Mining air drilling bit clearance areas should be at least 37 percent of the available area and should be about 30 percent more than that of a comparable petroleum mud drilling bit.
Experience has shown that in state of the art mining bits, the penetration rate is slow, wear rate is rapid and a heightened erosion rate of the shirttail leg portion of each of the bits is evident. Therefore, the present invention overcomes these major problems in the mining industry. This is accomplished through careful removal of material from the shirttail portion of the rock bit, thus providing greater clearance so the rock chips or detritus may more easily pass from the borehole bottom up the drill string and out of the formation.
It is an object of this invention to provide a mining bit with superior means to pass detritus from a borehole bottom to the surface of a formation.
More particularly, it is an object of this invention to provide an air circulation mining bit that has selected portions of the shirttail of each of the legs of the rock bit removed to enhance chip removal from the borehole bottom.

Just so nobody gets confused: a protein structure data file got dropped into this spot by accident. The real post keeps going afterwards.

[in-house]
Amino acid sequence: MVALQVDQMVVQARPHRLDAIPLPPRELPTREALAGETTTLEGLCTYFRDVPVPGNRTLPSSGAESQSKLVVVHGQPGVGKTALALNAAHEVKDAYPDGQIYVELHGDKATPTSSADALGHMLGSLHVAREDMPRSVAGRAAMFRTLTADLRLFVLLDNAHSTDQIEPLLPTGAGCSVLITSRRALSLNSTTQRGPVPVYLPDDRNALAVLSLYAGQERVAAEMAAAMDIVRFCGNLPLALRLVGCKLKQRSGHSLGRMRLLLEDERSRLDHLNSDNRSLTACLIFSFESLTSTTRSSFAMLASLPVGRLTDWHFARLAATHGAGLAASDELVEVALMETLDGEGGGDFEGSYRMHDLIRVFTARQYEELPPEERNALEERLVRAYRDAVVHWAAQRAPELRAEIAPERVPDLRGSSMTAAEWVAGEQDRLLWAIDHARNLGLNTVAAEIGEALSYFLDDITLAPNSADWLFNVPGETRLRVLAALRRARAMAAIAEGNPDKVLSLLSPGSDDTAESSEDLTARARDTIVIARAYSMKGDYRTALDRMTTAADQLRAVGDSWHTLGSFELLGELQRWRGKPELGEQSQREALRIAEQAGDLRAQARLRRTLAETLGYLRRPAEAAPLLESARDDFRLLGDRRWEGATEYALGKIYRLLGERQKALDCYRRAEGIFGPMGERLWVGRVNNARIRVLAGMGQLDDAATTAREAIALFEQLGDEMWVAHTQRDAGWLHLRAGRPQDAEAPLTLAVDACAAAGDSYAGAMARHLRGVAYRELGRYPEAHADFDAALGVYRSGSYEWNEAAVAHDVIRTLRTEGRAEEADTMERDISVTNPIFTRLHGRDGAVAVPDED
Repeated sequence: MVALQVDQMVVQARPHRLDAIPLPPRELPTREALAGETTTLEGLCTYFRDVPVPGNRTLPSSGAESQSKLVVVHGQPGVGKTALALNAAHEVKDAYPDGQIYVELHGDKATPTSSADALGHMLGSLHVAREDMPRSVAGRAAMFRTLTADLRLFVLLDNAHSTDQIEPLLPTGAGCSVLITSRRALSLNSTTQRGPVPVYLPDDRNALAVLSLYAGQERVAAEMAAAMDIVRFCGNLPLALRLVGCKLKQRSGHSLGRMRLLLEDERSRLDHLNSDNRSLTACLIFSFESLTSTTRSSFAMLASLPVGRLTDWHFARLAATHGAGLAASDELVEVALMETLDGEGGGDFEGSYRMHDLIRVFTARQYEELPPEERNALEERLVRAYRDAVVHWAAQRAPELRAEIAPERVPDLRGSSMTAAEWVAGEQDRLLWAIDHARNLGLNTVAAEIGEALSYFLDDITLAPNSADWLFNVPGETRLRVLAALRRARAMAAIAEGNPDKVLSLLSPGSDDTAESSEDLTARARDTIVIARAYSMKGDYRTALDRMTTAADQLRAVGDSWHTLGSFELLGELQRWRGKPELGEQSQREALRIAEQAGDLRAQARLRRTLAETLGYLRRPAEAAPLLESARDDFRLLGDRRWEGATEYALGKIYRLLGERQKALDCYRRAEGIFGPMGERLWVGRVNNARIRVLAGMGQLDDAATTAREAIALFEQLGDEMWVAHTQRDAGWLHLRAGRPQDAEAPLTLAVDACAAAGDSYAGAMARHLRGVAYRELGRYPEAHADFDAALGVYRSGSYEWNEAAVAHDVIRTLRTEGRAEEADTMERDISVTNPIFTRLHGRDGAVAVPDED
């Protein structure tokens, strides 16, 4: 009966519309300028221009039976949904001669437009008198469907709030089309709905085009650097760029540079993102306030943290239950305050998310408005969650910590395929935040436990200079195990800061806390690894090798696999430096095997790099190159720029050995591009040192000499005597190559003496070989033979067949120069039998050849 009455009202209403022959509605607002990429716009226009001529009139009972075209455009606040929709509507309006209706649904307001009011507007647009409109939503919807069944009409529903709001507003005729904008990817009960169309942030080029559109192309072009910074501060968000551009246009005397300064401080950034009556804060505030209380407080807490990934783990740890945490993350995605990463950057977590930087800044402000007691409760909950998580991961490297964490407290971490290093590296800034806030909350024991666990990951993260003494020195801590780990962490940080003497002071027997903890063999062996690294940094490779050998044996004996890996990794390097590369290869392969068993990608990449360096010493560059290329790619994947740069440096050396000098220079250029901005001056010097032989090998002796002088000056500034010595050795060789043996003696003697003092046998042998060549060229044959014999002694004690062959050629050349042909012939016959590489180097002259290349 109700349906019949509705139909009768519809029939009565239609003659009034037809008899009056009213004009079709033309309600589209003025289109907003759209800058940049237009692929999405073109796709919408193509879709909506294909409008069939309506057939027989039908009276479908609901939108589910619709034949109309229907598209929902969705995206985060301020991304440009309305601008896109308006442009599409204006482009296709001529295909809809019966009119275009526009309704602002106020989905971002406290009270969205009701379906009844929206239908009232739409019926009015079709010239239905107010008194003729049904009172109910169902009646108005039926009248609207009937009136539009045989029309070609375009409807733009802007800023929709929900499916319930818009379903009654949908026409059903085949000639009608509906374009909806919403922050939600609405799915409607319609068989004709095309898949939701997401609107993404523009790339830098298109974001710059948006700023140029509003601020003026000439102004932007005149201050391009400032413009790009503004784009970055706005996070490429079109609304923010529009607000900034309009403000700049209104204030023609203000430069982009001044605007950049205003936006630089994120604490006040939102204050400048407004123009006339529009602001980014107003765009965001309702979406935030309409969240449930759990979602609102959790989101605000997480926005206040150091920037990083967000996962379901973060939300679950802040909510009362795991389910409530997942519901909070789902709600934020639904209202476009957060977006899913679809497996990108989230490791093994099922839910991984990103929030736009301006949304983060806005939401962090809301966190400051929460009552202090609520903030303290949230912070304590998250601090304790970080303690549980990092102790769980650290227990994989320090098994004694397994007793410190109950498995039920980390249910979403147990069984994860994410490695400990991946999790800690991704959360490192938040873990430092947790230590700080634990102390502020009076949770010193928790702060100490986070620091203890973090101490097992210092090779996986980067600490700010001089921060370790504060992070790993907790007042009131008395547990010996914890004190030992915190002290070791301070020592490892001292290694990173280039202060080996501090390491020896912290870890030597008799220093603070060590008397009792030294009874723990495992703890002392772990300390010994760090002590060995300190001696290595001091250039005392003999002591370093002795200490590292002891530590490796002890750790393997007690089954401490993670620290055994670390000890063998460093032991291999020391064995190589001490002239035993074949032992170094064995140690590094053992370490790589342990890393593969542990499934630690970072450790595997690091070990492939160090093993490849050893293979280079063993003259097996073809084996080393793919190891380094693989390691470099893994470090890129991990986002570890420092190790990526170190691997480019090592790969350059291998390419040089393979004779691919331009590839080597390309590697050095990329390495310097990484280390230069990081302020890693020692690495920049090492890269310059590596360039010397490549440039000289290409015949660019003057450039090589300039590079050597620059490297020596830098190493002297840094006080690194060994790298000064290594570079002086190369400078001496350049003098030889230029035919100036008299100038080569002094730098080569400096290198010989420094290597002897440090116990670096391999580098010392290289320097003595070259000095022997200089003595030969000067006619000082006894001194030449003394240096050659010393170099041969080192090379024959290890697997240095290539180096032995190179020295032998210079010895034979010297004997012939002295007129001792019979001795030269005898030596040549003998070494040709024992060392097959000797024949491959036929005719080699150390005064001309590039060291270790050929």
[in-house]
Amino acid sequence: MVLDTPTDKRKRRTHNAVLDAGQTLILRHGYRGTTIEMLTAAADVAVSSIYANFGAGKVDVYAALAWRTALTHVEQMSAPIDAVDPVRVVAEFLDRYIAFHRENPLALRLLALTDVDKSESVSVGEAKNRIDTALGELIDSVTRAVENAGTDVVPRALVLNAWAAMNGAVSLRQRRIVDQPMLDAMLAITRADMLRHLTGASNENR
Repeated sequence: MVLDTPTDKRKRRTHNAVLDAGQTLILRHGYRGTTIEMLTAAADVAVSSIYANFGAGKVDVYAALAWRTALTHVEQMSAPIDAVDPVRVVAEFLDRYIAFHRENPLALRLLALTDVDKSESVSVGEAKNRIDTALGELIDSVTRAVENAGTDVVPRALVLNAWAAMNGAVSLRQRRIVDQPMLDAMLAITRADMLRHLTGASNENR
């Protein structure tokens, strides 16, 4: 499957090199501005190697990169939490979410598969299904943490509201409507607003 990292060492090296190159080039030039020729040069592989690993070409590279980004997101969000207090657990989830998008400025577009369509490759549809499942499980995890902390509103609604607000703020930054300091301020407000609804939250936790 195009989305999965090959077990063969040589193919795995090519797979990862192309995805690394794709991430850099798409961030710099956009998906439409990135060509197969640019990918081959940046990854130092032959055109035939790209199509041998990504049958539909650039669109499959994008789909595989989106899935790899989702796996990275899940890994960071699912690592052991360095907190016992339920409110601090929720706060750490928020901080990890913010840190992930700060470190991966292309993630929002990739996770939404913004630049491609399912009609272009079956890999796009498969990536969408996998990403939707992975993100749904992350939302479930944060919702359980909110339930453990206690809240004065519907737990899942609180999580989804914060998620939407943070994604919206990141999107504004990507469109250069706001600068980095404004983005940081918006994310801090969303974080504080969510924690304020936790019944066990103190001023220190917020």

This invention relates to an air circulation, air lubricated rock bit commonly used in the mining industry. The bit consists of a rock bit body having a first cutting end and a second pin end, the body forming a chamber therein. The chamber communicates with circulation air through an opening formed in the second pin end of the bit, the pin end of course being connected to a drill string. At least a pair of legs extend from the rock bit body (there are normally three legs in a three cone rock bit), each leg forming a shirttail portion .[.in.]. .Iadd.and .Iaddend.a journal bearing, each journal bearing serving to support a roller cutter cone at a first cutting end of the bit. Cutting elements, such as tungsten carbide rock bit inserts, are positioned adjacent the largest diameter of each of the roller cones. These inserts serve to form the means to cut the gage (major diameter of the borehole) of a borehole in a formation.
There is at least one nozzle formed in the dome area of the bit body, the nozzle being in communication with the chamber within the bit. The nozzle directs air past each roller cone into the borehole to lift detritus or rock chip material out of the bottom of the borehole. Relief means are formed in each of the legs. The relief means serve to pass the rock chips or detritus material from the borehole past the rock bit body and out of the borehole.